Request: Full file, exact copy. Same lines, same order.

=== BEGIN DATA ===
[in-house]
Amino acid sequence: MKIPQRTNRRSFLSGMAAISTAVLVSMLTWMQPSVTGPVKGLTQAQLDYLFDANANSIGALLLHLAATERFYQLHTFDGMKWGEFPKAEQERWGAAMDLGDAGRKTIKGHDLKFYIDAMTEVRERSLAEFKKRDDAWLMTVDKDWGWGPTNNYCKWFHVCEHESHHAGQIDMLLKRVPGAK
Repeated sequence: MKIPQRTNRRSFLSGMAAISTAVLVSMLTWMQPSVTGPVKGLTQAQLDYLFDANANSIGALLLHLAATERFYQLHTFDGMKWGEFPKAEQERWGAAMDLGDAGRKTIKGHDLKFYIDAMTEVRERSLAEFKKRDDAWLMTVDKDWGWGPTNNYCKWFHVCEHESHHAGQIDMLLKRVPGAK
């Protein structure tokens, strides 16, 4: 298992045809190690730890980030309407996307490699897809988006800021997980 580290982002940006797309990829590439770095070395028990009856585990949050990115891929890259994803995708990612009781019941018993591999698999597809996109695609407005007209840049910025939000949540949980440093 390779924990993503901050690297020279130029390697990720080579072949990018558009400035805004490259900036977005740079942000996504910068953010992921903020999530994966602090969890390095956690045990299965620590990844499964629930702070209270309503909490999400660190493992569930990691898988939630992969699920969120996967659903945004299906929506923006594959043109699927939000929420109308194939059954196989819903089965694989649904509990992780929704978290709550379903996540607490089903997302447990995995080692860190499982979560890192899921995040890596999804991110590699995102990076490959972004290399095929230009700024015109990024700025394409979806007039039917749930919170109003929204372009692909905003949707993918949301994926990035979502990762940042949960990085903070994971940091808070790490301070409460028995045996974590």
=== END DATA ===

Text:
[in-house]
Amino acid sequence: MKIPQRTNRRSFLSGMAAISTAVLVSMLTWMQPSVTGPVKGLTQAQLDYLFDANANSIGALLLHLAATERFYQLHTFDGMKWGEFPKAEQERWGAAMDLGDAGRKTIKGHDLKFYIDAMTEVRERSLAEFKKRDDAWLMTVDKDWGWGPTNNYCKWFHVCEHESHHAGQIDMLLKRVPGAK
Repeated sequence: MKIPQRTNRRSFLSGMAAISTAVLVSMLTWMQPSVTGPVKGLTQAQLDYLFDANANSIGALLLHLAATERFYQLHTFDGMKWGEFPKAEQERWGAAMDLGDAGRKTIKGHDLKFYIDAMTEVRERSLAEFKKRDDAWLMTVDKDWGWGPTNNYCKWFHVCEHESHHAGQIDMLLKRVPGAK
């Protein structure tokens, strides 16, 4: 298992045809190690730890980030309407996307490699897809988006800021997980 580290982002940006797309990829590439770095070395028990009856585990949050990115891929890259994803995708990612009781019941018993591999698999597809996109695609407005007209840049910025939000949540949980440093 390779924990993503901050690297020279130029390697990720080579072949990018558009400035805004490259900036977005740079942000996504910068953010992921903020999530994966602090969890390095956690045990299965620590990844499964629930702070209270309503909490999400660190493992569930990691898988939630992969699920969120996967659903945004299906929506923006594959043109699927939000929420109308194939059954196989819903089965694989649904509990992780929704978290709550379903996540607490089903997302447990995995080692860190499982979560890192899921995040890596999804991110590699995102990076490959972004290399095929230009700024015109990024700025394409979806007039039917749930919170109003929204372009692909905003949707993918949301994926990035979502990762940042949960990085903070994971940091808070790490301070409460028995045996974590």